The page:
Dog in the Summer

With summer and the heat come some things to keep in mind as a dog owner. We have listed some things to keep in mind as a dog owner and some gadgets that can be good to have on hand during hot summer days.


The most common reason why dogs suffer from heatstroke is staying in vehicles on hot days. With an outdoor temperature of 20-22 degrees, it does not take long before the heat in the car has risen to 50 degrees. Leaving the car windows ajar does not provide sufficient ventilation to lower the temperature in the car.

If your dog shows symptoms of heatstroke, you can try to get the dog to drink, place it in the shade, wet the whole body with cool water (what you can find, a ditch, a lake, a water hose, or a bottle). Always consult a veterinarian.

Remember always offer water and shade to your dog and avoid exercising the dog hard during hot summer days.

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Dogs can suffer from tick-borne diseases such as Borrelia, TBE, and Anaplasma. The faster you remove the tick, the less the risk of infection. Look through the dog’s fur when you have been out; it is not sure that the tick has had time to get stuck – make it a cozy routine. Several different preparations prevent tick infestations – consult a pharmacist or veterinarian about which is appropriate.


Viper bites are common in the summer. A snake bite has a wide range of effects on various canines. This is due to a variety of factors, including the location of the dog’s bite (typically the nose or the legs) and the amount of poison consumed. It’s impossible to know how the dog will react or how much it will be affected. As a result, it is recommended that you visit a veterinarian as soon as possible following the bite. To delay the spread of the poison in the body, it’s critical to keep the dog calm until you get to the clinic.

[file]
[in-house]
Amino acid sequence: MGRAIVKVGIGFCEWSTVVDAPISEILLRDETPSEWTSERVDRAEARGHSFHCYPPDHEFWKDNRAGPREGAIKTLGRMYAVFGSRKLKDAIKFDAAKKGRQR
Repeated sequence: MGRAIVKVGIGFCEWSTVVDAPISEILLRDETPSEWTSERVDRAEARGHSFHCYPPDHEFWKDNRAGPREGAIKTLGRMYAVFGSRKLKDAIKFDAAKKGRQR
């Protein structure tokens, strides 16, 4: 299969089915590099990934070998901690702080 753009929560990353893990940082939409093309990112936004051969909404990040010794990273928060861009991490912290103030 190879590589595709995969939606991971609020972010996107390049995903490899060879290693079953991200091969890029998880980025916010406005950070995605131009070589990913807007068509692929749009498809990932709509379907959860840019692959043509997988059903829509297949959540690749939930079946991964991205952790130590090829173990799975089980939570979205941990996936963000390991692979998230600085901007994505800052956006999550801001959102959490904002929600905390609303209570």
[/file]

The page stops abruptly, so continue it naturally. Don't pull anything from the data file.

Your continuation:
Keep in mind that there are many toxins a dog can access during the summer. Licking a toad, drinking algae-flowering water, glycol, and pesticides are all dangerous substances for our closest friend. Always contact a veterinarian if the dog shows symptoms of poisoning.

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Hotspots / Moisture Eczema

A hotspot is a form of eczema that mainly affects the skin around the neck/neck, back, face, thighs, and around the root of the tail. Eczema often smells terrible. The coat can become purulent and dull, the skin red and swollen; the eczema is very painful for the dog and can spread to other parts of the body and should therefore be treated as early as possible.

Hotspots often affect bathing dogs with thick fur, which takes a long time to dry, but can also be due to allergies. You can treat yourself with soap and water, but it can be good to cut off the fur around so that air gets to the infected area. If you have a dog with thick fur who likes to swim, it is good to dry it when it has bathed to counteract hotspots.

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Summer is a time when you eat out and often on the ground. Help the dog stay away from ice cream sticks, corn on the cob, fish, and chicken legs. Picnics and barbecue leftovers are not suitable for your dog. Vomiting, poor appetite, and difficulty in swallowing can be symptoms of the dog ingesting something inappropriate. If you suspect constipation, always consult a veterinarian!

Our lists some things that can be good to have on hand during hot summer days

  • Phone number to the nearest veterinarian
  • Water & Water Bowl
  • First aid
  • Life jacket
  • Tick pickers

Remember that the above are only recommendations – if you are worried, you should always contact a veterinarian!

Go out in the summer and have fun together!

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